The forming process involves shortening the case by 2.5mm (0.1"), forming the new shoulder in the full length sizing die, and then fireforming by firing in your rifle which creates the new expanded body / shoulder dimensions. The process is shown visually in steps below.

BMG DTC conversion 2

Image shows (L to R): Original .50 BMG case; Trimmed to length; Formed in full length sizing die; and .50 DTC case after fireformng in rifle chamber.

Note that alternately, you should also be able to form the new case in the sizing die before trimming, and then trim the formed case afterwards, before fireforming.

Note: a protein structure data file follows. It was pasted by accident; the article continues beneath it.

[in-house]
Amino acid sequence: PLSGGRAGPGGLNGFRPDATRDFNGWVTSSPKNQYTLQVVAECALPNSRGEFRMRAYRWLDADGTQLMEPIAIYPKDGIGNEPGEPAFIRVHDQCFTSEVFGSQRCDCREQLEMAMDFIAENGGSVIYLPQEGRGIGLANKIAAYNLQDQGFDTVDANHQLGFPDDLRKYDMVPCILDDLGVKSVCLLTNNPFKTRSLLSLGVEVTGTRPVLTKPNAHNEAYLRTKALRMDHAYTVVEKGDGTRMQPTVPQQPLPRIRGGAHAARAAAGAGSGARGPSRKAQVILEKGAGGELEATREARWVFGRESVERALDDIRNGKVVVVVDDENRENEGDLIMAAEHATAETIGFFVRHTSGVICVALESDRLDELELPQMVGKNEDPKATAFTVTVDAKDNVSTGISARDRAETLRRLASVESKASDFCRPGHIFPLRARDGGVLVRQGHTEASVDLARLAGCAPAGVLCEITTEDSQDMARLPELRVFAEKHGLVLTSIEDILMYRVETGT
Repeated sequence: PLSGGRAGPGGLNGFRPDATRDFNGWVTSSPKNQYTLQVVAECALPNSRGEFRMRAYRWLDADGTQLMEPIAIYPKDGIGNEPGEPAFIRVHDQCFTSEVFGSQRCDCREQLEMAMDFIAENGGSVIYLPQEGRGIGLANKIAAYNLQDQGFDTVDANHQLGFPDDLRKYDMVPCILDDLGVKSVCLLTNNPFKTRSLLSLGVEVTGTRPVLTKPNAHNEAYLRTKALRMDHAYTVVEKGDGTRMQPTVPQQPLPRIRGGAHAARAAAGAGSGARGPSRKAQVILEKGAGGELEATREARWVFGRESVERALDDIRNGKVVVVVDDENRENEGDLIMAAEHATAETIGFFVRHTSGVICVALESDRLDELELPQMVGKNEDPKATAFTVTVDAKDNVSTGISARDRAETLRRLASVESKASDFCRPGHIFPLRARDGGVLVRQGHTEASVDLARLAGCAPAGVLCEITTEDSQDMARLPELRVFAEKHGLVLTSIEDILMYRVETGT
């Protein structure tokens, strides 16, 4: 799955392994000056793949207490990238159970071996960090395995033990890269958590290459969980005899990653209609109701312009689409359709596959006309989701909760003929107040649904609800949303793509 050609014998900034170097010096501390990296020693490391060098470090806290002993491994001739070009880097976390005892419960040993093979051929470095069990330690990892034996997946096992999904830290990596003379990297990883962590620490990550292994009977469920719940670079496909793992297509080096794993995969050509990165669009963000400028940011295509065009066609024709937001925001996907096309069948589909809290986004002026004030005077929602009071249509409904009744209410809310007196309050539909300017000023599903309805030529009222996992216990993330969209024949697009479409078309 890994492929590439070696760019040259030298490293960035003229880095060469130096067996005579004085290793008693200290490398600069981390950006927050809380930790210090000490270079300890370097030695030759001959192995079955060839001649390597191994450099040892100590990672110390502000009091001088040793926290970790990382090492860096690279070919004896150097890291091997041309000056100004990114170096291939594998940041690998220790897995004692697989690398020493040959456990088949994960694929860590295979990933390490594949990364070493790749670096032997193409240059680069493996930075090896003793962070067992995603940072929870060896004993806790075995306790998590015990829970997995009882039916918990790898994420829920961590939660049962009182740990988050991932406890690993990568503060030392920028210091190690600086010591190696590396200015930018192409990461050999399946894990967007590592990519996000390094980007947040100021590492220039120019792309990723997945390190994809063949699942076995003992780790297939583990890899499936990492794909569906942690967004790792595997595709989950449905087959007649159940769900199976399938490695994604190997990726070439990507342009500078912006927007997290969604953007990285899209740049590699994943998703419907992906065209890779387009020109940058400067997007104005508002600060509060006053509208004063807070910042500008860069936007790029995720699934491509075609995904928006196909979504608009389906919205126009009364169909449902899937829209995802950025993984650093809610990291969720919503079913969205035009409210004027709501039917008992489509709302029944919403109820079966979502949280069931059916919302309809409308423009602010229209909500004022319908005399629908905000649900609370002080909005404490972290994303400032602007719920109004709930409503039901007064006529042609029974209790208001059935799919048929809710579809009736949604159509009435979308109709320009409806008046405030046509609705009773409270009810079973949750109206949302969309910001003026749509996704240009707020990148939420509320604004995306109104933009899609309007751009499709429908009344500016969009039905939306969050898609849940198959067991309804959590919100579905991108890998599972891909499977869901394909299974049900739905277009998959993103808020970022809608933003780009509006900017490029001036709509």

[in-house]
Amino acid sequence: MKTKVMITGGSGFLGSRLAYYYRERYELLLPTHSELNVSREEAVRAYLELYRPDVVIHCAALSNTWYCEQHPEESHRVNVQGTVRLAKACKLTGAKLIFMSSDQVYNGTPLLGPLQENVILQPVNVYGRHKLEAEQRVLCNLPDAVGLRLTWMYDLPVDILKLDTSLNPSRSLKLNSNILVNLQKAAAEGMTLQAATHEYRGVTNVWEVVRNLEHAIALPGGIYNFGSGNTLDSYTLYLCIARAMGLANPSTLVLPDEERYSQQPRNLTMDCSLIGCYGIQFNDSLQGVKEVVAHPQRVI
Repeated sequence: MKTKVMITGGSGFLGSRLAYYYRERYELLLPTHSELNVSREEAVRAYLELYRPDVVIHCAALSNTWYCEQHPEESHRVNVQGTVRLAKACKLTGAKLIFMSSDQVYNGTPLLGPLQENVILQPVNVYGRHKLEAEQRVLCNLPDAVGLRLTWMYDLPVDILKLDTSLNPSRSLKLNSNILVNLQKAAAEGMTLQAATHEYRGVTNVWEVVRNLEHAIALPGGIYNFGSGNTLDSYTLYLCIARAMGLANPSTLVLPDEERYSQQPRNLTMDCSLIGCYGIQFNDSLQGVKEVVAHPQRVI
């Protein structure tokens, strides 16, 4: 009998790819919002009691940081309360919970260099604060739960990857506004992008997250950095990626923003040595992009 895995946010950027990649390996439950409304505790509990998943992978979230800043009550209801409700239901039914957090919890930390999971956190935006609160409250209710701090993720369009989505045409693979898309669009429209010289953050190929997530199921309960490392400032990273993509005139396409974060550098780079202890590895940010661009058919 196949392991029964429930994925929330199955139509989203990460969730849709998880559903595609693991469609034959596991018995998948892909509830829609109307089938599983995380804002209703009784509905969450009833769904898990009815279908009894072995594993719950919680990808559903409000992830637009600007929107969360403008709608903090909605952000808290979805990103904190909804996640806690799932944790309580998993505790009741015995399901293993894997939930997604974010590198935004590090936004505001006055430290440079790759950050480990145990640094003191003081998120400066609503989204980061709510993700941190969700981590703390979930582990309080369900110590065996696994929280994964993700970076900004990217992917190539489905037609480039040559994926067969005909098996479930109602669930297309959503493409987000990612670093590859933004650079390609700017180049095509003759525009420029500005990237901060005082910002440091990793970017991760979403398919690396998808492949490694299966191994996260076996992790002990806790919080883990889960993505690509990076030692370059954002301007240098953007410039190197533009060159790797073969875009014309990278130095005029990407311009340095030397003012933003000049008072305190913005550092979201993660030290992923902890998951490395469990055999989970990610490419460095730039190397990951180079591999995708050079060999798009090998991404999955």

Once your cases are formed, you should be able to use standard .50 BMG load data as the cartridge volume is virtually identical. It is advisable not to use hot loads when firing the newly formed cases for the first time. Use mild to moderate loads to fireform the case to the rifle chamber the first time, as the unfired case has less case volume and the shoulder needs to expand slightly to fit the chamber. You will see that the fireformed .50 DTC case has a greater shoulder diameter than the .50 BMG case